OSSTMM is a standardised method for penetration testing, regardless of which network security firm they employ.
2. Open Web Application Security Project (OWASP)
OWASP is an open-source, community-driven effort focused on improved web applications and services security, although mobile, API and secure coding practices have also been included in it.
3. National Institute of Standards and Technology (NIST)
NIST Special Publications 800 Series is an information security standard developed by NIST. The SP 800-115 special publication describes the general penetration testing procedure and provides recommendations for analysing the test results and developing measures to reduce risk.
4. Penetration Testing Execution Standard (PTES)
PTES offers recommendations for performing a basic pentest and several more advanced test variants for organisations with advanced security requirements. One of the advantages of PTES is that it gave a detailed description of the goals and expected results of a pentest.
5. Information System Security Assessment Framework (ISSAF)
ISSAF describes the appropriate pen-testing tools, how to use them, and what results testers can expect under various circumstances.
What is needed for Pentesting? What makes a good pen tester?
A good penetration tester has a curious mindset, is tech-savvy and has a deep love and passion for the field of information security itself. Plus, they should know-how applications and operating systems should have good networking concepts and overall IT and computer science knowledge.
Penetration testing tools
While in the above section, we discussed what penetration testing is and why it is essential, in this part, we will discuss a few penetration testing tools that are known and used worldwide, and all excellent and aspiring penetration testers must know how to use this penetration testing tool to their fullest potential.
We will not be going deep into the functionality of the discussed tools, just an overall tool review and its features. For physical security, you can look at physical security attack methods and tools here.
Operating systems as tools for penetration testing
1. Kali Linux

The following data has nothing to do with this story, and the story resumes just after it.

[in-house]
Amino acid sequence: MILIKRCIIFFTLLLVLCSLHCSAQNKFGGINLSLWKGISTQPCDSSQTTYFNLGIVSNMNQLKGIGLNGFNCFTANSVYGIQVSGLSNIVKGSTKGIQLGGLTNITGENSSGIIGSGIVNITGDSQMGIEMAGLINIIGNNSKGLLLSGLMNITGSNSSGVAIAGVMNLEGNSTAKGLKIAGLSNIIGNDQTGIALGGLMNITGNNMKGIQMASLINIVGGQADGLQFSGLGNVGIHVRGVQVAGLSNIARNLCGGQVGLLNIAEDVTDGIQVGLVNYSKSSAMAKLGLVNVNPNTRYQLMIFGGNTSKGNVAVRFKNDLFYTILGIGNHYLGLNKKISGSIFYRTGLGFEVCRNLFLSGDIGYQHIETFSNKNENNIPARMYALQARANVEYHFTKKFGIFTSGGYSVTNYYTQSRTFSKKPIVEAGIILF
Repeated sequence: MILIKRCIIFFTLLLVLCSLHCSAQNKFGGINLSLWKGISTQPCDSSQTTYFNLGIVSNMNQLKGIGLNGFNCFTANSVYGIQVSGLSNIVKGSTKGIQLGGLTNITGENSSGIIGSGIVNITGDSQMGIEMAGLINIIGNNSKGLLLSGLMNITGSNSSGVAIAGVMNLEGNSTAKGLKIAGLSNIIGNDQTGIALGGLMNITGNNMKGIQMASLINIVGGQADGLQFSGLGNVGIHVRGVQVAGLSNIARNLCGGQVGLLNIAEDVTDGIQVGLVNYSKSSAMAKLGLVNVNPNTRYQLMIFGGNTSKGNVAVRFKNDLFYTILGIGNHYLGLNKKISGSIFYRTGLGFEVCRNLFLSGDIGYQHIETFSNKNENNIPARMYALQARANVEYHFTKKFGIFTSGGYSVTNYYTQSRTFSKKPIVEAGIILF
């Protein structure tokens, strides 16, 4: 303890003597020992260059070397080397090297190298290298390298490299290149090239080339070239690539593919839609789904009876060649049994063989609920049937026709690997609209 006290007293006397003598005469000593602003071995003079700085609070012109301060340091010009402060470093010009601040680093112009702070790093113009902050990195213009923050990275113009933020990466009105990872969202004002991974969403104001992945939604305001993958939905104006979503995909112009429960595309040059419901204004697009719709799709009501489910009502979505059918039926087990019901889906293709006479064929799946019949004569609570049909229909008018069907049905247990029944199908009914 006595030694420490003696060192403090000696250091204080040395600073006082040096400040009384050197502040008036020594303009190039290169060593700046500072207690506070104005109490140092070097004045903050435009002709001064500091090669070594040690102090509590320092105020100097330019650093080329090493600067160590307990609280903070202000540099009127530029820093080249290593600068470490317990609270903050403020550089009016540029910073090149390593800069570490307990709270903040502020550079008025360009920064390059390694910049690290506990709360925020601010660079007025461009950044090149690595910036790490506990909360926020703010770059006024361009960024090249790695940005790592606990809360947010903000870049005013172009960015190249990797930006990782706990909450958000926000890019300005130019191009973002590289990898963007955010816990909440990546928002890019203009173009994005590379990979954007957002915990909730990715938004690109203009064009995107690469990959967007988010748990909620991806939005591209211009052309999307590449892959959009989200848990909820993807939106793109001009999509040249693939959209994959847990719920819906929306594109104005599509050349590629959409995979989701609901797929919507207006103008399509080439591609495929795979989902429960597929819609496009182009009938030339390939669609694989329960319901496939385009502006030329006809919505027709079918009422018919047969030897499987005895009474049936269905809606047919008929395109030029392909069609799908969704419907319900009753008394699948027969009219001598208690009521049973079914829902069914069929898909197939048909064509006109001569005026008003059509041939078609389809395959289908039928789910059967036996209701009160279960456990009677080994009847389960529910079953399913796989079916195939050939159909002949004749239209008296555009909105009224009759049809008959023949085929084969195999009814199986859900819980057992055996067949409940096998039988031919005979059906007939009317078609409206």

The most popular OS used for penetration testing is Kali Linux. Developed and maintained by Offensive Security, Kali Linux is a Linux-based OS with almost all the tools and resources required by penetration testers to carry out their penetration testing activities.
It contains many tools categorised according to the penetration testing techniques, for example, reconnaissance, scanning, exploitation etc.
It contains pentesting tools and wordlists for brute-forcing and fuzzing applications for valid credentials or breaking the applications to cause unintended behaviour.
Anyone proficient in Linux utilises Kali Linux as the first go-to operating system when doing a penetration test.
2. Parrot OS
Developed by ParrotSec, Parrot OS is another Linux-based operating system for penetration testers containing most of the tools and resources required by pentesters. It is lighter in size and requires fewer resources than Kali Linux.
As for the tools, it has almost all the tools included in Kali and some additional.
3. Commando VM
Developed and maintained by FireEye, Commando VM, as its name suggests, is a virtual machine based on the Windows operating system used for offensive security operations. It doesn’t support Mac OS X.
Command VM is more focused on the Red Teaming part of pentesting than conventional pentesting and has the tools required by a Red Teamer to carry out red team activities successfully.
Commando VM tools include Powershell-based Active Directory and Azure Active Directory reconnaissance, enumeration and exploitation tools, antivirus evasion tools and scripts and much more.